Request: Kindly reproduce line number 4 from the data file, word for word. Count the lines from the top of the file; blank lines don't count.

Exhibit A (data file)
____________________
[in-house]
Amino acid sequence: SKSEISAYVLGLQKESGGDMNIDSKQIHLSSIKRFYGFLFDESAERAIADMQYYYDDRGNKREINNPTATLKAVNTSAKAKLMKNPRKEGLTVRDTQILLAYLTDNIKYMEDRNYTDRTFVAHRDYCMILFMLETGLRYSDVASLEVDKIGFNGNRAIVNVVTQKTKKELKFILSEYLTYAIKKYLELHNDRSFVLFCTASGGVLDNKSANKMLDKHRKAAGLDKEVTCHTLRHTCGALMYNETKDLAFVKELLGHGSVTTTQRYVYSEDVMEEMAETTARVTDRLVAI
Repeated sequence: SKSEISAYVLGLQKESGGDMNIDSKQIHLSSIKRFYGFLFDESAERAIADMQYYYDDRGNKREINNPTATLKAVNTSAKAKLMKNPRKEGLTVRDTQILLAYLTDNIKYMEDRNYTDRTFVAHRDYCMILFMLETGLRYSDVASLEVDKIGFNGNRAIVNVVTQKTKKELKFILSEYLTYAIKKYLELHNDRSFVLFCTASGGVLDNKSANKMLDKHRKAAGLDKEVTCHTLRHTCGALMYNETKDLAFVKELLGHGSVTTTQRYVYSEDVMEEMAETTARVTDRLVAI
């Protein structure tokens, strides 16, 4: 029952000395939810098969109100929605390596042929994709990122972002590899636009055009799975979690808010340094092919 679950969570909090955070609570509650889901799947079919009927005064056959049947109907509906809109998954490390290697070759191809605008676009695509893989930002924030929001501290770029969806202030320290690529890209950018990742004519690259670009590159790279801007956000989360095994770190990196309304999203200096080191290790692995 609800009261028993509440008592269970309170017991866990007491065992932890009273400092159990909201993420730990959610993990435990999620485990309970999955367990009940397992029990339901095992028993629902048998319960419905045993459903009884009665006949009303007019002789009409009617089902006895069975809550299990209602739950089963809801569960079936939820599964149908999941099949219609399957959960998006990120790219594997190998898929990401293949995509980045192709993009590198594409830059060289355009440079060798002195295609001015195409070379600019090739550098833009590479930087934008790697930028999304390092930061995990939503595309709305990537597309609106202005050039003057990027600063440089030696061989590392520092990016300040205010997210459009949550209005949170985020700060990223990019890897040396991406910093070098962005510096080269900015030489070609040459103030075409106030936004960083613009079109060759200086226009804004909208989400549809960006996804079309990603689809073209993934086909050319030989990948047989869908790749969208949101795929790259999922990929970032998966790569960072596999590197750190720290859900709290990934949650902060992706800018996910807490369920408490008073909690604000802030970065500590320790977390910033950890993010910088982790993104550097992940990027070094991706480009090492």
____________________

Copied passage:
């Protein structure tokens, strides 16, 4: 029952000395939810098969109100929605390596042929994709990122972002590899636009055009799975979690808010340094092919 679950969570909090955070609570509650889901799947079919009927005064056959049947109907509906809109998954490390290697070759191809605008676009695509893989930002924030929001501290770029969806202030320290690529890209950018990742004519690259670009590159790279801007956000989360095994770190990196309304999203200096080191290790692995 609800009261028993509440008592269970309170017991866990007491065992932890009273400092159990909201993420730990959610993990435990999620485990309970999955367990009940397992029990339901095992028993629902048998319960419905045993459903009884009665006949009303007019002789009409009617089902006895069975809550299990209602739950089963809801569960079936939820599964149908999941099949219609399957959960998006990120790219594997190998898929990401293949995509980045192709993009590198594409830059060289355009440079060798002195295609001015195409070379600019090739550098833009590479930087934008790697930028999304390092930061995990939503595309709305990537597309609106202005050039003057990027600063440089030696061989590392520092990016300040205010997210459009949550209005949170985020700060990223990019890897040396991406910093070098962005510096080269900015030489070609040459103030075409106030936004960083613009079109060759200086226009804004909208989400549809960006996804079309990603689809073209993934086909050319030989990948047989869908790749969208949101795929790259999922990929970032998966790569960072596999590197750190720290859900709290990934949650902060992706800018996910807490369920408490008073909690604000802030970065500590320790977390910033950890993010910088982790993104550097992940990027070094991706480009090492």